Previously Steve was the Director of Digital Literacy Initiatives at the Little Tokyo Service Center in Los Angeles, and he has lectured both at UC Santa Barbara and Ventura College in the Art Studio, Asian American Studies, and History Departments. He holds a BA in Art and a MA in Asian American Studies, both from UC Los Angeles, and a MFA in Art from UC Santa Barbara.

When Steve’s not hard at work at the museum, he could be found working on his art in his studio in Chinatown.

Yamamura, Professor Midori
Art Dept, S 155
Kingsborough Community College

Yamamura, Professor MidoriMidori Yamamura, Ph.D., is an adjunct professor at Kingsborough Community College, CUNY and a lecturer at the Museum of Modern Art. Her dissertation is a pioneering study of the Japanese female artist Yayoi Kusama through a comparative examination of postwar artistic developments in Japan, the United States, and Europe. Among various distinctions, she has been the recipient of Predoctoral Fellowships from the Smithsonian American Museum Terra Foundation, the Mellon Foundation, the Center for Place Culture and Politics at CUNY, and a research travel grant from the Ford Foundation. She is a contributor to the 2011 Tate Modern catalogue, Yayoi Kusama and the main author of the Boijman’s Museum catalogue Yayoi Kusama: Mirrored Years.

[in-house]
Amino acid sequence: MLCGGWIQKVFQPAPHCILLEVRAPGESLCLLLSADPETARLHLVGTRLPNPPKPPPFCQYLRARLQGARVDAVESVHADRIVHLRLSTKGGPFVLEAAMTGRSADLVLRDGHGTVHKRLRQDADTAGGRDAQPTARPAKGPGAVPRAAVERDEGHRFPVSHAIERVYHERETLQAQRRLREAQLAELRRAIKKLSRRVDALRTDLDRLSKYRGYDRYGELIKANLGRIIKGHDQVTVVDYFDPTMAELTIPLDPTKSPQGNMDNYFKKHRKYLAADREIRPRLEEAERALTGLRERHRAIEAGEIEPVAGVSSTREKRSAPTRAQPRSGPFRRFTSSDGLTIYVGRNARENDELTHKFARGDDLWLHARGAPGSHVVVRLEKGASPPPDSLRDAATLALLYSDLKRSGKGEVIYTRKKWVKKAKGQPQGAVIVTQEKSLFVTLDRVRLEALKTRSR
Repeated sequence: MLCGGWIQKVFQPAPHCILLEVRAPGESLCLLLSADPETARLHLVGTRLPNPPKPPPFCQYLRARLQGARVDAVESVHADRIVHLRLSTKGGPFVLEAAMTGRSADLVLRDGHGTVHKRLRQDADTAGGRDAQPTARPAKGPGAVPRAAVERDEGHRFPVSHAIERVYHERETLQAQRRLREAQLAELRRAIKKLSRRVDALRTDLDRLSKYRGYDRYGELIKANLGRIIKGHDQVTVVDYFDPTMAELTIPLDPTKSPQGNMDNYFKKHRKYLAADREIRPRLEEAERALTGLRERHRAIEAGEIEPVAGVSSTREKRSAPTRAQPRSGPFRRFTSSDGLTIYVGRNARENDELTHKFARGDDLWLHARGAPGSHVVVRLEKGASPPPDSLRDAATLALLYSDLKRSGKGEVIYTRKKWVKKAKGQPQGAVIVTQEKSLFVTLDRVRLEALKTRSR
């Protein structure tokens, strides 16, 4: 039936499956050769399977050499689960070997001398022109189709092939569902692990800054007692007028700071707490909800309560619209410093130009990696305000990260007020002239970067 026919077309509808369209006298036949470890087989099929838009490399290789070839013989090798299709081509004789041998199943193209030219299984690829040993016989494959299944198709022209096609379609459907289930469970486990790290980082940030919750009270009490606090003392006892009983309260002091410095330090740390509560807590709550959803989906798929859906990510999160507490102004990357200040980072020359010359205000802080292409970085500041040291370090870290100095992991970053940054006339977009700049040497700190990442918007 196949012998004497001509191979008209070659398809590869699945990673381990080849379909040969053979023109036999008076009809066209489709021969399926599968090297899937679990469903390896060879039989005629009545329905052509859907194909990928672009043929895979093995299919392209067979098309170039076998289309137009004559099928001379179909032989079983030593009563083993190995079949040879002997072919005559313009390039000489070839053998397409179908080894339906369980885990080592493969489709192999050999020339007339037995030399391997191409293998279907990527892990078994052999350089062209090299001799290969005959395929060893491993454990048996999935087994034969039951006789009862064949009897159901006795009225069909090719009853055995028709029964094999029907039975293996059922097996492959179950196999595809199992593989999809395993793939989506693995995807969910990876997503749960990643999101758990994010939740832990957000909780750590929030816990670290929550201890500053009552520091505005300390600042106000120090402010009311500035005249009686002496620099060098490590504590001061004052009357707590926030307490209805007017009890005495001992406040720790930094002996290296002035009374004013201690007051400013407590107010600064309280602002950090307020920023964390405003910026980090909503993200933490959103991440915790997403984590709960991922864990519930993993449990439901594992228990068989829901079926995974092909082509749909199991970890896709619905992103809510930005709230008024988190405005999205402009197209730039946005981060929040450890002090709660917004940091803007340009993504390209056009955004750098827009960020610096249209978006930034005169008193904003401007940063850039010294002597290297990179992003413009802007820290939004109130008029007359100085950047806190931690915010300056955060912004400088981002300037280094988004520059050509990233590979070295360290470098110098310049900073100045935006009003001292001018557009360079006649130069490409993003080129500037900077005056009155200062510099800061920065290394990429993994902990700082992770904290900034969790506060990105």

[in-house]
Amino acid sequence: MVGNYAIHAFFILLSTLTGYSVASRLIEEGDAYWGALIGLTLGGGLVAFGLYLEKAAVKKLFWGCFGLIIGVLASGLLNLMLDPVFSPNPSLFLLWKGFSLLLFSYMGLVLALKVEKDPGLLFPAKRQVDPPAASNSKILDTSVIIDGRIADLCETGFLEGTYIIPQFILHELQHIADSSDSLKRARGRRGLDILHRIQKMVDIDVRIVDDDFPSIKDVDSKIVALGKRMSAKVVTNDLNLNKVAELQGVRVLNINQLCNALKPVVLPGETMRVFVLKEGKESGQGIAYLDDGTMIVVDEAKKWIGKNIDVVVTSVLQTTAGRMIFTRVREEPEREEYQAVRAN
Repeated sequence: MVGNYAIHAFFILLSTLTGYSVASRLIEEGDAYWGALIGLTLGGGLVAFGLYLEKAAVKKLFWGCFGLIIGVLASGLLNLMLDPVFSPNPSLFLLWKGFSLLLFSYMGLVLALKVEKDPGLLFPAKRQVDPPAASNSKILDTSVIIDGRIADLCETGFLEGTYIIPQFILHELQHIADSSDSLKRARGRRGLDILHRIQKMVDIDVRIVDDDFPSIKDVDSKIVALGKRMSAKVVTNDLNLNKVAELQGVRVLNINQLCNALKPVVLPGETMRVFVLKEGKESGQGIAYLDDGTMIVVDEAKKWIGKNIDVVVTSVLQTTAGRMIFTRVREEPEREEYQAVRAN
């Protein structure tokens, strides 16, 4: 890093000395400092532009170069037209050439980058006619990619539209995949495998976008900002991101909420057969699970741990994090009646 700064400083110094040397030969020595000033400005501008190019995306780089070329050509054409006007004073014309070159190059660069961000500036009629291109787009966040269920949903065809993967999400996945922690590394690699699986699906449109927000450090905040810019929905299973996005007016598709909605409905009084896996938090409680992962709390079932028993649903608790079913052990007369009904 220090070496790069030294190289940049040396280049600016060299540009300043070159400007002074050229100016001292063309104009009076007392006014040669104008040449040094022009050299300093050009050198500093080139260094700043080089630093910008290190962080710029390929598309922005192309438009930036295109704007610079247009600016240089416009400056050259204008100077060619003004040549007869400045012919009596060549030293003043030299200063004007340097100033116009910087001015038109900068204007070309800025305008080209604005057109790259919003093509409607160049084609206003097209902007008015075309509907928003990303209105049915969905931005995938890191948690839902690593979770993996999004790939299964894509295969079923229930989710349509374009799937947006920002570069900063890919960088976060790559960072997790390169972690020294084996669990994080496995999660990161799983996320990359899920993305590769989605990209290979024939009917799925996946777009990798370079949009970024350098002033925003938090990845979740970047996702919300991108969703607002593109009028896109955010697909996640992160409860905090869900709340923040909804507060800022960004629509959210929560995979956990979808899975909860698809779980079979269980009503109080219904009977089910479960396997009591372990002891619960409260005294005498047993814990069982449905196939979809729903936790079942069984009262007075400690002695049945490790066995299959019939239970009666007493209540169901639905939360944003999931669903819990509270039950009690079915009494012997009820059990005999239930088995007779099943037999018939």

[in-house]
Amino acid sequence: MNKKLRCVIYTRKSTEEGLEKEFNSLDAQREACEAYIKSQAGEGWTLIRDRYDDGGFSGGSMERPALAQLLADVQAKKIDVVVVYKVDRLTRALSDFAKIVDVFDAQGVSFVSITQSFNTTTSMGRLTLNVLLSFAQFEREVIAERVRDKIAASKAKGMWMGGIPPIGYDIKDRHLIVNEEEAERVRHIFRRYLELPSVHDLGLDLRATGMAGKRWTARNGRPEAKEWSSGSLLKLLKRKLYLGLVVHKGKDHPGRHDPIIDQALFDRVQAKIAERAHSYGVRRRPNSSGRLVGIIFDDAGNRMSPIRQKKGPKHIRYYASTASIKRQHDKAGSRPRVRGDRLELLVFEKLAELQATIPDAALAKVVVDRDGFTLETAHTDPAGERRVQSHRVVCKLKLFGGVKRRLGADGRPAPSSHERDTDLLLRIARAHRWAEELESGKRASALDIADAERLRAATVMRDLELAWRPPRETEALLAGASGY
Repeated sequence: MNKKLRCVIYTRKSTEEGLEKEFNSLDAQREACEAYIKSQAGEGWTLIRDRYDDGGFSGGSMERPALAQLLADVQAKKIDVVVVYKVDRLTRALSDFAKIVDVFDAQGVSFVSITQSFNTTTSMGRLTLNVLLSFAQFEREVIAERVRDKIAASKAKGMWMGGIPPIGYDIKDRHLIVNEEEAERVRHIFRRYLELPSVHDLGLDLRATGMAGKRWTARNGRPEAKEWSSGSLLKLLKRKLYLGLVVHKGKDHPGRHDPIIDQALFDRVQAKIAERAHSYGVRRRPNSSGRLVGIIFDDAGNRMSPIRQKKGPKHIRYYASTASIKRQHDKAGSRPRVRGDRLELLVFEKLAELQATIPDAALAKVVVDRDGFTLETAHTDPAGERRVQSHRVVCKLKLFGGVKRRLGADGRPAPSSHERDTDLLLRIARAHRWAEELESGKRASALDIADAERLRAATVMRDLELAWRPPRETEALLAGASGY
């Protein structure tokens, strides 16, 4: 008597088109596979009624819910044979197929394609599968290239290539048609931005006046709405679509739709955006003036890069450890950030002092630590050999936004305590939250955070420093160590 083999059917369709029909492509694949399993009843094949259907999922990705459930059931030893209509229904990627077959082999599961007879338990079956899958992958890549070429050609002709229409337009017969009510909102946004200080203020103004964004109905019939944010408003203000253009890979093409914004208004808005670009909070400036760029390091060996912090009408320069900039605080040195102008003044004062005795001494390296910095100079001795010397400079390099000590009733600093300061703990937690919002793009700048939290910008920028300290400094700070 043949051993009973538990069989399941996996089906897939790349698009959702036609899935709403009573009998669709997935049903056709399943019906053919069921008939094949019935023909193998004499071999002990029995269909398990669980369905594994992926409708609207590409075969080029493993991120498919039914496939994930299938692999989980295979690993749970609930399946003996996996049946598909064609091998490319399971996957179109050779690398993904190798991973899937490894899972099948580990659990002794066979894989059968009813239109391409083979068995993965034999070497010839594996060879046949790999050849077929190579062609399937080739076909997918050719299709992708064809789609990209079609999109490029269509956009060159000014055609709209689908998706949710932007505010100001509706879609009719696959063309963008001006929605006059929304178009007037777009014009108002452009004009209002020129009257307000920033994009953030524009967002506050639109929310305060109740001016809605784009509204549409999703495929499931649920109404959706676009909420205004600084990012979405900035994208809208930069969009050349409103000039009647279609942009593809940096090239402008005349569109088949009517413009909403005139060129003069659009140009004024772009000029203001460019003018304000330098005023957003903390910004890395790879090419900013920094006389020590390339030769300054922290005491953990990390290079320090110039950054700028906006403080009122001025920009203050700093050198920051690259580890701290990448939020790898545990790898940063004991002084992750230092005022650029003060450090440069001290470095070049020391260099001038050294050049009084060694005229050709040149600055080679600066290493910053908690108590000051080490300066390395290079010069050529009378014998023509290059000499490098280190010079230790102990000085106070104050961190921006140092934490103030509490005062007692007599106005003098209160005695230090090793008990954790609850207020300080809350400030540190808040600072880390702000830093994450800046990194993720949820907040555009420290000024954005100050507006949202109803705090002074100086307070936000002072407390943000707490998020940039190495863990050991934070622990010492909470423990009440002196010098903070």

Yee, Miss Michelle
Art History
CUNY Graduate Center

Yee, Miss MichelleMichelle Yee is a doctoral student in Art History at the Graduate Center of the City University of New York and teaches undergraduate courses at Queens College. Her research interests include contemporary Asian American art, artistic negotiations of inherited memory and trauma by second-generation Asian Americans, and relational aesthetics as forms of cosmopolitanism. She is currently co-editing a special edition of Third Text on transnationalism and contributed an essay entitled “Moving Materials: Reclaiming Histories of Migration” for the catalog of the exhibition, Indigo Narratives. Michelle holds an MA in Art History from the University of Connecticut and a BA in Art History and English from Georgetown University.